X-rays provide images. CT scans and MRIs provide multi-dimensional images. Endoscopic procedures provide images of what is inside the body. But there’s another type of imaging technique, and it’s one of the most intriguing. It’s called a fluoroscopy, and it essentially provides an X-ray style video of what is happening inside the body.

Consider it like a combination of an ultrasound video and something straight out of a science fiction movie.

What a Fluoroscopy Is and How It Works

Fluoroscopy is a type of medical imaging that shows a continuous X-ray image on a monitor in incredible detail. During the procedure, an X-ray beam is passed through the body. The real-time image is transmitted to a monitor so the movement of a body part, a surgical instrument in the body, or a contrast agent can be monitored.

What is a fluoroscopy? It's like an X-ray video of what is actively happening inside your body. This single contrast image shows a rectal injection of barium contrast into the colon and rectum, and X-ray films are obtained under fluoroscopic control.

A fluoroscopy is like an X-ray video of what is actively happening inside your body.

A fluoroscopy can be beneficial in assisting in the diagnosis and treatment of a variety of health conditions. They are often used for:

  • Barium X-rays and enemas in order to view the gastrointestinal tract
  • Catheter insertion and manipulation in order to direct the movement of a catheter through blood vessels, bile ducts, or the urinary system
  • Placement of devices, such as stents or pacemakers, into the body
  • Angiograms in order to visualize blood vessels and organs
  • Orthopedic surgery in order to guide joint replacements and for the treatment of fractures

The exam itself typically takes about 20 minutes and does not generally require any preparation on the patient’s part. If a fluoroscopy is done in conjunction with other medical procedures, such as the insertion of a catheter, the duration and details depend on the requirements of the procedure.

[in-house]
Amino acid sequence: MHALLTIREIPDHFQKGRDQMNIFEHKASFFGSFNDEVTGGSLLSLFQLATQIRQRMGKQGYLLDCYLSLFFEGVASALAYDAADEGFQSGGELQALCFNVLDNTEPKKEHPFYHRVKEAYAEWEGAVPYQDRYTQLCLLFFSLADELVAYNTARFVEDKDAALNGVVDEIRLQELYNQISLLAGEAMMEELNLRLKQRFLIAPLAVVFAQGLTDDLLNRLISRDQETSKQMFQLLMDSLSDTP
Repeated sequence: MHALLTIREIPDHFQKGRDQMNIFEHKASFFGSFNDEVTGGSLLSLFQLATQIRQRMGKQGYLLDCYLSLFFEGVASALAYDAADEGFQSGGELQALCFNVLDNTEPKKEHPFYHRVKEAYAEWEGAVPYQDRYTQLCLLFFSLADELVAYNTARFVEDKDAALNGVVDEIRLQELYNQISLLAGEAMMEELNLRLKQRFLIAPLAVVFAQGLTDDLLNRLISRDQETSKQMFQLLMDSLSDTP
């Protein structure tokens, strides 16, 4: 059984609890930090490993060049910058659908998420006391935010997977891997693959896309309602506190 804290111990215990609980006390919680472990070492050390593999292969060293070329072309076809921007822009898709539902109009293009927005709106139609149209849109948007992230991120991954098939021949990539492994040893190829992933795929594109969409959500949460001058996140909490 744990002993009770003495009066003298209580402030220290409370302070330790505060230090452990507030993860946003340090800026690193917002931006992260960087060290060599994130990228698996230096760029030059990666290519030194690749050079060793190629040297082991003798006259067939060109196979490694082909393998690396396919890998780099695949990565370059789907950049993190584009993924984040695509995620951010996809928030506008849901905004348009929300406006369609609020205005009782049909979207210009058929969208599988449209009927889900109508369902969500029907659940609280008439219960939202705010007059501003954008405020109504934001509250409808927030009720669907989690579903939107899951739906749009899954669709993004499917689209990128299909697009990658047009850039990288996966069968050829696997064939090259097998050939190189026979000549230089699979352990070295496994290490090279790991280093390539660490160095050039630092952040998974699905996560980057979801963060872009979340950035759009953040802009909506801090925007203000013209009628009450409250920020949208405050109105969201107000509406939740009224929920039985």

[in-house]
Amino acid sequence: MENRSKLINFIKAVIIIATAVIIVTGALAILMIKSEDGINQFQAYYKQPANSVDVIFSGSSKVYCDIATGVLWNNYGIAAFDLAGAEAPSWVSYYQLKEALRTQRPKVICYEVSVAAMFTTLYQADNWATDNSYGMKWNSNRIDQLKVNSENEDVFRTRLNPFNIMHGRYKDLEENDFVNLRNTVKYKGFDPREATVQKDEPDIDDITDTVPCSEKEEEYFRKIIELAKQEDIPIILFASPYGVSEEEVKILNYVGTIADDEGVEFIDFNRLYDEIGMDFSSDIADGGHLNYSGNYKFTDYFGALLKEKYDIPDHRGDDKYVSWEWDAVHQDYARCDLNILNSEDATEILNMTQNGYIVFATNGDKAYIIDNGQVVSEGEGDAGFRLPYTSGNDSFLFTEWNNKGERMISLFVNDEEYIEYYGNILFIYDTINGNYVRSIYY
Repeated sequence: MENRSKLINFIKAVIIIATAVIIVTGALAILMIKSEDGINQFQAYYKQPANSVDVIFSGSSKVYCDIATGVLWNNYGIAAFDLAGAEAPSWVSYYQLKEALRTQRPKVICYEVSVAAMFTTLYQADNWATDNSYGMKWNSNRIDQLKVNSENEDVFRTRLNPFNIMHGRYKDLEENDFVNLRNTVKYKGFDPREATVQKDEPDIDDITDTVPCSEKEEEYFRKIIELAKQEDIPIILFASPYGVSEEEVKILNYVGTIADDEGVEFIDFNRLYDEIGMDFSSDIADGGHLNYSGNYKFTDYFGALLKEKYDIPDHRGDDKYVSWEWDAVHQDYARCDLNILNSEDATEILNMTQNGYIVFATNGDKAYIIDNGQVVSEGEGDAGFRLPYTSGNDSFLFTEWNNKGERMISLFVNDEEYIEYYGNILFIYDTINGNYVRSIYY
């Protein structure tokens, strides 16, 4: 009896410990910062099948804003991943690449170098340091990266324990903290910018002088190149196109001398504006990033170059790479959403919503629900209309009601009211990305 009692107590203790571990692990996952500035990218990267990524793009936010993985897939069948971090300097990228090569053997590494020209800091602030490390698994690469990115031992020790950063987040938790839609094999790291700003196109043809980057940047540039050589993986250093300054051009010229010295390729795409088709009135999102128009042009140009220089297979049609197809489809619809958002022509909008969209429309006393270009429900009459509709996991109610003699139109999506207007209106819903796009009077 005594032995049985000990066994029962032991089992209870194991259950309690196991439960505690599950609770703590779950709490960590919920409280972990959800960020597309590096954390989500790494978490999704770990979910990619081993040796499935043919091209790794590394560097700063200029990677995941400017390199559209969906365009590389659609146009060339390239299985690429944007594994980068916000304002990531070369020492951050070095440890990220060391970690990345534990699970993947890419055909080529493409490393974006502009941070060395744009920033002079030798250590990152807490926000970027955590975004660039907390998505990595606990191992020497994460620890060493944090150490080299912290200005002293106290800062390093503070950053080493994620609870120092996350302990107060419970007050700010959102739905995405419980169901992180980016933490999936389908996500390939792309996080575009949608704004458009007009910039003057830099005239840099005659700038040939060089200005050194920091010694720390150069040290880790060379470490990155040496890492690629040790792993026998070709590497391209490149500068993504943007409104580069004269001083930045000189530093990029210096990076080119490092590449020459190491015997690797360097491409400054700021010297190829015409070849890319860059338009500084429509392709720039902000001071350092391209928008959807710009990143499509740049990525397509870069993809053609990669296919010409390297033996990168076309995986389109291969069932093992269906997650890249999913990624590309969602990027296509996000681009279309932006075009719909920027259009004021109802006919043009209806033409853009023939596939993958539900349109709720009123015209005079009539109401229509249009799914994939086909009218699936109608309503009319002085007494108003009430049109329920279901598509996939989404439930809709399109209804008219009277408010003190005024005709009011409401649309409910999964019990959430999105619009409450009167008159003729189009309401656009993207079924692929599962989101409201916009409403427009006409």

A fluoroscopy isn’t painful and does not require any injections, anesthesia, or incisions, although the associated procedure might require these steps. However, if dye is required to enable your medical team to see clearer, this may be given to you intravenously, through an enema, or orally.

Like some other imaging techniques, the downside is exposure to radiation, although that’s typically minimal. Exposure to radiation has been associated with skin burns and some cancers, but the benefits of the imaging technique may outweigh the minimal risks in most cases.

Contact Insight Surgical Hospital for More Information

For more information about what a fluoroscopy is, how it works, how to prepare for it, or what to expect afterward, contact Insight Surgical Hospital’s health care team. We can answer any remaining questions you may have about this imaging technique or your associated surgical procedure.

Send us a message through our website or call (810) 226-0076.


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